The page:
Pop culture obsessives writing for the pop culture obsessed.
Pop culture obsessives writing for the pop culture obsessed.

Cannes '11, day 10: Some last-minute viewing and thoughts on awards, including a deserving Palme D'Or winner

Illustration for article titled Cannes '11, day 10: Some last-minute viewing and thoughts on awards, including a deserving Palme D'Or winner

Good job, Cannes jury. The Tree of Life wasn’t my favorite film in this year’s Competition, but it was the most notable combination of ambition and accomplishment, and that’s arguably what ought to win an award as weighty as the Palme d’Or. As much as I love Drive, I’d rather see world cinema’s greatest honor go to a visionary, borderline avant-garde work (see also last year’s deserving champ, Uncle Boonmee Who Can Recall His Past Lives) than to an expert riff on B movies of yore. In any case, awarding Best Director to Nicolas Winding Refn was dead-on—terrific as Gosling, Mulligan, Brooks and company are, it’s Winding Refn’s stark deployment of negative space and insistence on slicing through anything that might remotely resemble bullshit that makes their iconic performances possible. Bravo.


I have slightly more mixed feelings about the Grand Prix (or second prize), which was shared between the Dardennes’ typically fine (but somewhat familiar) The Kid With a Bike and Nuri Bilge Ceylan’s epic butt-number Once Upon a Time in Anatolia. The latter is an intelligent, meticulous, incredibly beautiful movie that’s offered plenty of food for thought since I saw it, but that I found downright torturous to actually sit through. Mostly, that’s because Ceylan is playing a deliberate, formalist game of keep-away, introducing what looks on the surface like an exciting narrative—the film opens at night, with a bunch of cops and other officials toting two criminals around gorgeously barren landscapes in search of a corpse—only to slow the “action” to a crawl (it takes 90 minutes of this two-and-a-half hour movie just for them to find the body) and focus our attention on bureaucratic trivia and raw bits of the characters’ psyches. Ceylan knows precisely what he’s doing—a lengthy shot of an apple tumbling downhill into a stream, merely to come to rest beside other rotted apples, all but chides us for seeking direct answers—and he uses car headlights the way Kubrick used candles in Barry Lyndon, but I still had enormous trouble staying alert amidst the endless trudging and sniping and sharing of seemingly random anecdotes. But I saw it late at night, after more than a week spent gorging on cinema, so I don’t really trust my negative reaction, and the jury’s high esteem further suggests that I might want to take a second look in future.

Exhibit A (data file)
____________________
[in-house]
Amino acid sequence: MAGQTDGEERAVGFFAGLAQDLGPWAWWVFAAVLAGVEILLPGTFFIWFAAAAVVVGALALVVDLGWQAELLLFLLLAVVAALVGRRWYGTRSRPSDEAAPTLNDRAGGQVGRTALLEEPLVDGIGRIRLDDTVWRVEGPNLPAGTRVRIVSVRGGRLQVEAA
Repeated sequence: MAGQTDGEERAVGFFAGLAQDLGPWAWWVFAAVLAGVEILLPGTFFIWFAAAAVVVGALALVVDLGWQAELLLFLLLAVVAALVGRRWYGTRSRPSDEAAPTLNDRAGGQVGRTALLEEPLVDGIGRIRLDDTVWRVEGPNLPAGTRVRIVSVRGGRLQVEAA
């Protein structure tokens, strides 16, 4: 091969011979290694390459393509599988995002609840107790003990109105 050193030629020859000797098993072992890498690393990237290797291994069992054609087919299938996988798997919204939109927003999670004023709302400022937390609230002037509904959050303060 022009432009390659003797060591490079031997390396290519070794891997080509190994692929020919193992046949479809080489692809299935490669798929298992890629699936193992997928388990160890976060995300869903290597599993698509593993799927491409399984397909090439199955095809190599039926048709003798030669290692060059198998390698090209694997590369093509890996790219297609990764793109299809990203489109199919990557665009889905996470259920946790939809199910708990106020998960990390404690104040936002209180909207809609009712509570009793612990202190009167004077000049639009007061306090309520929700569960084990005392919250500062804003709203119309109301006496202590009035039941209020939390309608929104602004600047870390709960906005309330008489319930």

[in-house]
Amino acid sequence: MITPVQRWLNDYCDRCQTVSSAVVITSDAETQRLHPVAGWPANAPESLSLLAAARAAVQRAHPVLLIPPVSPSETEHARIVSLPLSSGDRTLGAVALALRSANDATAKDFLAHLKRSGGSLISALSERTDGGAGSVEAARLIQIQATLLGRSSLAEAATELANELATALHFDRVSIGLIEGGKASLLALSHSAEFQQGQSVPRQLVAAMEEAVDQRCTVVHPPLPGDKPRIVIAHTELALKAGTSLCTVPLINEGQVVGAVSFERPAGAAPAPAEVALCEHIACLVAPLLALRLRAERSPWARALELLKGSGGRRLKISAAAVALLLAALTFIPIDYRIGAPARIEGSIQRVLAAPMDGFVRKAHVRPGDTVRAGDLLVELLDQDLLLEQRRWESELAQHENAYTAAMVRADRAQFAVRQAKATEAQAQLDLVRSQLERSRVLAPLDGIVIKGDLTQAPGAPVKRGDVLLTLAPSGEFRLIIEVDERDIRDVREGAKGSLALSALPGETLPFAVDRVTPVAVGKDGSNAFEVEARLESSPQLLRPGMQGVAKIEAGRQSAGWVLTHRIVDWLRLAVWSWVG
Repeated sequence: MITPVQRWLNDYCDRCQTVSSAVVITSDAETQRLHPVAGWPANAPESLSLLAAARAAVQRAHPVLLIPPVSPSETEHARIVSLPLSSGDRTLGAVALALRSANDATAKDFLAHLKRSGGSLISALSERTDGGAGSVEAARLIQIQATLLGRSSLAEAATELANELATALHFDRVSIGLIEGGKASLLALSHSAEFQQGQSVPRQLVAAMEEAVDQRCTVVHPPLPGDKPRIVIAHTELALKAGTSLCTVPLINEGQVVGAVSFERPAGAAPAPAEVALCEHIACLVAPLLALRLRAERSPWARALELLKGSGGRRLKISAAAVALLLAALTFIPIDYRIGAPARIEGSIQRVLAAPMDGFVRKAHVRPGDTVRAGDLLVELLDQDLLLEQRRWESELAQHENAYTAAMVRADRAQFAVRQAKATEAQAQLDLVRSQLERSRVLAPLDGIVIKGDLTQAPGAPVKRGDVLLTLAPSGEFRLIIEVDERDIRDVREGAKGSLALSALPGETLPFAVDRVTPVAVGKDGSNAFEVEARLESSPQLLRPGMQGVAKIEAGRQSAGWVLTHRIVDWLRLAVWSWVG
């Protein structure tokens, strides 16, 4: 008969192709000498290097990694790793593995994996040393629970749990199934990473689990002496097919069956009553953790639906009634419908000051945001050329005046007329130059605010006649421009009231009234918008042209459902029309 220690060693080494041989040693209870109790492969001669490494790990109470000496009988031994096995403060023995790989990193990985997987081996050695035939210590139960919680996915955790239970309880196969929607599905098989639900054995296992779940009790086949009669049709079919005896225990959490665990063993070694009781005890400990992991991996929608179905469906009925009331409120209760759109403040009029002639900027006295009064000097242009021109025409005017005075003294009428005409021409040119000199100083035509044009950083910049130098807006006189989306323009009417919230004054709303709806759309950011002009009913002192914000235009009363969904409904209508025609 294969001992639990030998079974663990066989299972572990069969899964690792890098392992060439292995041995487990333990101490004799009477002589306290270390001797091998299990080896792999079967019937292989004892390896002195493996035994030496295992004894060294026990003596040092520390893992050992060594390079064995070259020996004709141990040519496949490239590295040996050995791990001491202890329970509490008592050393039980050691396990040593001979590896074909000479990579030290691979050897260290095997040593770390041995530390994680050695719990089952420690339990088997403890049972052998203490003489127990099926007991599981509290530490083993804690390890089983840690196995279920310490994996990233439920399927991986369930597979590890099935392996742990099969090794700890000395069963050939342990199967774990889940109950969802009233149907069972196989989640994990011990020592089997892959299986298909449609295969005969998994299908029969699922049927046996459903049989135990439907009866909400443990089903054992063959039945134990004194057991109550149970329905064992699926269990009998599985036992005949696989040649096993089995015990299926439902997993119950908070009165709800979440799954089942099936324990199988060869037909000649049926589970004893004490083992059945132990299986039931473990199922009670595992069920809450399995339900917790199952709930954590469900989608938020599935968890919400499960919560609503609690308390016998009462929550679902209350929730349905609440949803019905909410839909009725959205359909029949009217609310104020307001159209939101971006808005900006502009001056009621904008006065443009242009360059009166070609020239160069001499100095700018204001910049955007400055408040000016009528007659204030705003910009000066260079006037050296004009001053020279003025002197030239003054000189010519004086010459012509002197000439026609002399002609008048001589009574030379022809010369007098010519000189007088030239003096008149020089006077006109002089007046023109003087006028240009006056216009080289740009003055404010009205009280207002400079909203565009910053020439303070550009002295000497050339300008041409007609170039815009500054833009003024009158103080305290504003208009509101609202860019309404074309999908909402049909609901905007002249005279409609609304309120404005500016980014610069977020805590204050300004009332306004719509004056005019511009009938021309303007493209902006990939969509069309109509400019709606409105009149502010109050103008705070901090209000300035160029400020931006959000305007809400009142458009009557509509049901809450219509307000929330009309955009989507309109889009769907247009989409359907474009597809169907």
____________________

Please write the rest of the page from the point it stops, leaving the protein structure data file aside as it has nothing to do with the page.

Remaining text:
What else? The plain old Jury Prize (roughly third place) went to Poliss, the procedural about the Child Prevention Unit that pretty much every American critic, myself included, compared to a TV pilot. I’m fine with Footnote’s award for Best Screenplay, which despite director Joseph Cedar’s best attempt to get all Jeunet on our ass was still among the Competition’s more literary efforts, featuring two extremely well-drawn characters in its father-son duo of Talmudic scholars. Jean Dujardin (Best Actor) is delightful in The Artist, though no more so than his co-star, Bérénice Béjo, and it’s always a pleasure to see an old-fashioned example of style and charm win an acting prize instead of yet another exercise in angst. At the same time, Kirsten Dunst (Best Actress) gave terrific angst in Melancholia, which I watched a second time this morning and found somewhat less irksome. I still think Von Trier badly undermined his depression allegory by turning its first section into the Wedding Reception From Hell, but knowing the film’s subject in advance this time (I went in cold on Wednesday), I was better able to appreciate how fake Dunst’s smile is throughout, except on the rare occasions when everything is going hilariously wrong.

All in all, not a bad year, even if there was no single film I found as great as 2010’s Certified Copy. (In the Competition, that is. Martha Marcy May Marlene, which you’ll have a chance to see in the fall, is in that rarefied ballpark—though the Caméra d’Or jury, which awards the prize for Best First Film, bypassed it in favor of Las Acacias, from Argentina, which I unfortunately wasn’t able to see.) Hope you enjoyed following it from afar, and got a sense of which titles to keep an eye out for as they wend their way to other festivals and (some, eventually) into theaters over the coming months. As always, it’s been a privilege. And as always, good the hell night, I’m exhausted.